Home Page

Comparing lower state school test scores with those in past could be 'apples and oranges'

A chart shows the District 11 participation rates in the Spring 2015 state standardized testing. Note how the percentages begin going down for sixth-graders, with a large drop-off for high-schoolers (starting in ninth grade).
Courtesy of School District 11
With questions about newness, difficulty, relevance and participation, School District 11 is not offering apologies for the seemingly low standardized testing scores - including those from Westside schools - released this month by the Colorado Department of Education (CDE).
       “Because this is a new test, these are baseline results and we cannot compare them to any assessments in the past,” said D-11 spokesperson Devra Ashby, who provided feedback in a phone interview and e-mails. “The district is analyzing how we will use these results, but again, this is not a measure of growth either. It is one snapshot in time of student performance, and not as reliable as looking at the entire picture of growth, classroom performance, graduation rates, drop-out rates, etc. I think terming the results as 'poor' is not accurate.”
       The tests were taken statewide last spring in grades 3-11 in English, math and (for middle and high schools) algebra and geometry. The new CDE format is provided through a multi-state methodology called Partnership for Assessment of Readiness for College and Careers (PARCC), which follows "Common Core" standards.
       Ashby additionally asserted in an e-mail that the new standards “were created to be much more rigorous than what Colorado had in place before. Historically, CDE was reporting that a higher percent… of Colorado students entering college had to take remedial courses… Because the standards changed, so did the assessments by which students are measured. However, with change, there are growing pains.”
       One way PARCC is similar to the previous Transitional Colorado Assessment Program (TCAP) is that its results are broken out into five
Before the start of the grades K-8 Veterans' Day assembly at the West Campus Nov. 9, security officer Bob Jeffords escorts World War II veteran Clyde Wormer into the gymnasium. Wormer would later speak to the students as part of the event.
Westside Pioneer photo
levels of achievement. But the percentage of students attaining the top two levels with PARCC (dubbed “Met Expectations” and “Exceeded Expectations”) were noticeably lower than with TCAP.
       In the Westside's 10 D-11 schools, for example, where the best TCAP scores for math and English had typically been in the 80s and 90s, the highest PARCC results were in the 70s. And this only happened in two cases - Holmes Middle School, geometry (78.3 percent); and Academy for Advanced & Creative Learning (AACL), English, grade 8 (77.8 percent).
       In all, out of 73 separate grade level/subject scores in Westside schools, all but 16 were under 50 percent. The other eight Westside schools (defined as west of I-25 between Garden of the Gods Road and Rio Grande Street) are Bristol, Buena Vista, Howbert, Midland and West elementaries; West and Holmes middle schools; and Coronado High.
       Ashby's arguments about not reading too much into the 2015 PARCC scores were given credence in a separate Westside Pioneer exchange with Nikki Myers, director of AACL, a K-8 charter school whose students have repeatedly been among the district's best in state testing (and whose grades 6-8 students led the district in PARCC). “I wish the phrase wasn't so over-used, but it truly is an apples and oranges comparison, as the new tests are very different from the old tests.” Myers wrote in an e-mail.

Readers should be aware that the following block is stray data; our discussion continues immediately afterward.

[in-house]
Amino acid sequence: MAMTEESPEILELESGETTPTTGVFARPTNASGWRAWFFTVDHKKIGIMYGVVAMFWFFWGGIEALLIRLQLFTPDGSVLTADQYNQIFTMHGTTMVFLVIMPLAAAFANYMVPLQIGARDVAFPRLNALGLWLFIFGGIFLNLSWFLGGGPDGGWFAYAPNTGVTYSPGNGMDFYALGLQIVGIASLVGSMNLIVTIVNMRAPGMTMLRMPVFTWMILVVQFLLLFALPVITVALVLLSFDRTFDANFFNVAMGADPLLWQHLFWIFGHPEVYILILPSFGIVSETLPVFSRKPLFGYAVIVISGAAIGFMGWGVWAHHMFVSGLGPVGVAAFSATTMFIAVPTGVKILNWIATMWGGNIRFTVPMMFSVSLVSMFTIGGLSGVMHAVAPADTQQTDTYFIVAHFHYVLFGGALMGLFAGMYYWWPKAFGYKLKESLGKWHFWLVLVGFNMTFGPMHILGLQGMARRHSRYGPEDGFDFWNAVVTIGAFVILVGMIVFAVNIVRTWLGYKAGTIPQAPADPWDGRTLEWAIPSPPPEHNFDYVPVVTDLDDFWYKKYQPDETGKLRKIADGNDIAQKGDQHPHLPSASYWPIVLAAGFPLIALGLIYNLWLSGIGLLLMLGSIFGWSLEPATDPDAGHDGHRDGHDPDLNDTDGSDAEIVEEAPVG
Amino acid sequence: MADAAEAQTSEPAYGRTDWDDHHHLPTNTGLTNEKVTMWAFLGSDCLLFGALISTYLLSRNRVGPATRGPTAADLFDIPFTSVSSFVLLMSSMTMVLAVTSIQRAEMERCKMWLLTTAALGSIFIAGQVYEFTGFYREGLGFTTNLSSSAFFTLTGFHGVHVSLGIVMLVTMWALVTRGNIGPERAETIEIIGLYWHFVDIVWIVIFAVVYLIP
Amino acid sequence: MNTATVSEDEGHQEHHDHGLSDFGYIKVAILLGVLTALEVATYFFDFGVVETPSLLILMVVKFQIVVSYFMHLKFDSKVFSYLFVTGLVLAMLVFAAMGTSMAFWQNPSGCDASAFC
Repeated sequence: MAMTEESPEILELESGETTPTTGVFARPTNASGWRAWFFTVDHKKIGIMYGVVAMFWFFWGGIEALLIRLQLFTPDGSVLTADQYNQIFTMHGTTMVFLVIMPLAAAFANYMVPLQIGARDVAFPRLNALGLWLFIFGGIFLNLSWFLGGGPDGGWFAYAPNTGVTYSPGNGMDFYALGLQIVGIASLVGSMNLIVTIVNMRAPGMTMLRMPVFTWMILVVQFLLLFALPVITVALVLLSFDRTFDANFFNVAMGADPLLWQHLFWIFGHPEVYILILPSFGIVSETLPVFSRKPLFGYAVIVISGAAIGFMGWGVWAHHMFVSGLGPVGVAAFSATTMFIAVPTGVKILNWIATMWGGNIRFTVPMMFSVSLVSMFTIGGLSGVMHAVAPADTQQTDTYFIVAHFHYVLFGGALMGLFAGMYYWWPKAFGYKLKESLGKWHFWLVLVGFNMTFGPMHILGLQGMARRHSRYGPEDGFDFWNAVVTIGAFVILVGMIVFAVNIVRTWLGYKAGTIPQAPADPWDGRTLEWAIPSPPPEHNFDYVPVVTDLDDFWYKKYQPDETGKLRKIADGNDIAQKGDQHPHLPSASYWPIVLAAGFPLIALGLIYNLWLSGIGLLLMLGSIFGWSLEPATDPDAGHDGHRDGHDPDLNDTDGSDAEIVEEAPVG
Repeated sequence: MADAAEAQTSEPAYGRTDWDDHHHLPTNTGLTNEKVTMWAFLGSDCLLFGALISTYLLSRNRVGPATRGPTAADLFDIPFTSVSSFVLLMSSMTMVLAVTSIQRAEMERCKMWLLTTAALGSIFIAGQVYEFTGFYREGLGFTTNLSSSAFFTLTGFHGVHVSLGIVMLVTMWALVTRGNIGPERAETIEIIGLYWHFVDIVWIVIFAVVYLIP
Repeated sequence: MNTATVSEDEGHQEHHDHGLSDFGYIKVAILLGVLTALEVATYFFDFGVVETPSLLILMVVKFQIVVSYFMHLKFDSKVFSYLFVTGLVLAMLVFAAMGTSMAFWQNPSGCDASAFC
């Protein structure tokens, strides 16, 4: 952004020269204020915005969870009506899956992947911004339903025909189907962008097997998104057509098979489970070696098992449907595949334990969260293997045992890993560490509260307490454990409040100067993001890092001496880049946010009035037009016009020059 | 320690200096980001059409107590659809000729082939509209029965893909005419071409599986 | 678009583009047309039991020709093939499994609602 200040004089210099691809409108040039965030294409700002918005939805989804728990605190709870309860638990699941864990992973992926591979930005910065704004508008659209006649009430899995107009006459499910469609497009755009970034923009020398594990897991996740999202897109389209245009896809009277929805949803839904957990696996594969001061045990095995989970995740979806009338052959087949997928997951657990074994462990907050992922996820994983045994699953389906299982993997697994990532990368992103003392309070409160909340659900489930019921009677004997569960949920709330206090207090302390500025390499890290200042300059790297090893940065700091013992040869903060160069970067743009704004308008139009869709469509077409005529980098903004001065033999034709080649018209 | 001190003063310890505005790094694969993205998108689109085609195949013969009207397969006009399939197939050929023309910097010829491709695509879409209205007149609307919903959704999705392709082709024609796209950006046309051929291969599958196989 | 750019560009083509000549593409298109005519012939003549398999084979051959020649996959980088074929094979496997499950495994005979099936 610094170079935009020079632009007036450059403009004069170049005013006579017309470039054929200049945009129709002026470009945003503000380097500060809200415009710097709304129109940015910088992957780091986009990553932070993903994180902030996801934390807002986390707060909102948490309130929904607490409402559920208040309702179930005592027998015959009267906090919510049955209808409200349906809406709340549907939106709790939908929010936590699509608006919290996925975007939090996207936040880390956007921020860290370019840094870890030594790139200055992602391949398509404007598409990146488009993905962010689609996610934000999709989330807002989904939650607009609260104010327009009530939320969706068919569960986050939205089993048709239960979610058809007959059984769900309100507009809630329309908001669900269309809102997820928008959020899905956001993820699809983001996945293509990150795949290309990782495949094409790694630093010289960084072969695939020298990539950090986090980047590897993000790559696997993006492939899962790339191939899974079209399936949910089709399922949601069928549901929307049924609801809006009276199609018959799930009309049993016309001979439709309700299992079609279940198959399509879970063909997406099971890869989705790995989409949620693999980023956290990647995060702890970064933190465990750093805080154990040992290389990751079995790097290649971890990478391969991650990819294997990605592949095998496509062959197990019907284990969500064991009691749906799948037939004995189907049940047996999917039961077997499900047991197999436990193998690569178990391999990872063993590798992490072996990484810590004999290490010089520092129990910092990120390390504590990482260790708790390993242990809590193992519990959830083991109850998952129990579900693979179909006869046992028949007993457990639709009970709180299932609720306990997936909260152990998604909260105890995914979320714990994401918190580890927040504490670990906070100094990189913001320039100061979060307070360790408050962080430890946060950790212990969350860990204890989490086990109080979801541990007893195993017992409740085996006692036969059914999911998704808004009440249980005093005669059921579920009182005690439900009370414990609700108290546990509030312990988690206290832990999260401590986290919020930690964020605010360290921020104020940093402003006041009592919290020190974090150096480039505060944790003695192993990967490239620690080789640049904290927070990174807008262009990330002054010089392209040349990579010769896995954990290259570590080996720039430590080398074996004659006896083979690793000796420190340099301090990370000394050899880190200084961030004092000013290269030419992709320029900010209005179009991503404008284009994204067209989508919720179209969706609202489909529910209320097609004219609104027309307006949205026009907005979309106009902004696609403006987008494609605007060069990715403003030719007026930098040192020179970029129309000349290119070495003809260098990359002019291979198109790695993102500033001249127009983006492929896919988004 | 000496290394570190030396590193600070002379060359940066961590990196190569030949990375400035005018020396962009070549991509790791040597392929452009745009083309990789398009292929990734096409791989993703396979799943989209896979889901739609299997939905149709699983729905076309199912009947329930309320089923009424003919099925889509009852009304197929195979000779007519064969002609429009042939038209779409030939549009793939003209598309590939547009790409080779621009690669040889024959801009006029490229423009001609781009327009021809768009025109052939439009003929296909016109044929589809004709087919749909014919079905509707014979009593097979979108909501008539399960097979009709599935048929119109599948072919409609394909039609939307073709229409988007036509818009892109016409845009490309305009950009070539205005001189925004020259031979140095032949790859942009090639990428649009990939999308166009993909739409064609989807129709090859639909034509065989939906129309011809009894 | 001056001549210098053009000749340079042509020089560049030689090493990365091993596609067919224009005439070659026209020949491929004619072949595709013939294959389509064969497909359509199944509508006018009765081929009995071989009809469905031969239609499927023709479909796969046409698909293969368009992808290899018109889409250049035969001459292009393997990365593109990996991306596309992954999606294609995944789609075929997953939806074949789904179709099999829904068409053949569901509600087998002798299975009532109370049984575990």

“I would say, and believe that the majority of my colleagues would agree, that one of the top challenges of this process of switching from the former system to PARCC is that it happened without preparation materials sufficiently ahead of the test,” she continued. “When teachers can see sufficient numbers of the types of questions and the formats students will experience, a year or two in advance, they can plan a year's curriculum with these experiences embedded so that students have a smooth learning process and see familiar patterns, technology and question styles.”
       In terms of relevance, Ashby noted that CDE is considering tying the standardized testing in with ACT testing for high school students - in part because of dramatically lower participation rates for grades 9 and up. If so, that might encourage more students to take the test “because this impacts students' college admission,” she pointed out.
       Participation became an issue this year because of a well-publicized CDE decision to allow parents to opt their students out of the PARCC testing, without penalty. A graphic on this page shows how the District 11 PARCC-participation numbers actually started dropping off in grade 6 and continued down from there.
       “Our district research department is currently looking at the opt-out rates comparatively to students' GPA's who opted out and determining how much of an impact this had on the high schools' results,” Ashby said. “I think statewide, the results were much poorer for this new assessment test and the opt-out rates were also much higher statewide.”
       Another element was how the tests were conducted last spring, taking longer than in the past and including multiple computer glitches. At that time, Myers wrote a letter to the CDE and state elected officials, complaining about how the regimen was causing fatigue, frustration and even health problems at her school. Since then, the CDE has announced plans to make this spring's PARCC testing less of a strain.

Westside Pioneer article
(Posted 12/19/15; Schools: General)

Would you like to respond to this article? The Westside Pioneer welcomes letters at editor@westsidepioneer.com. (Click here for letter-writing criteria.)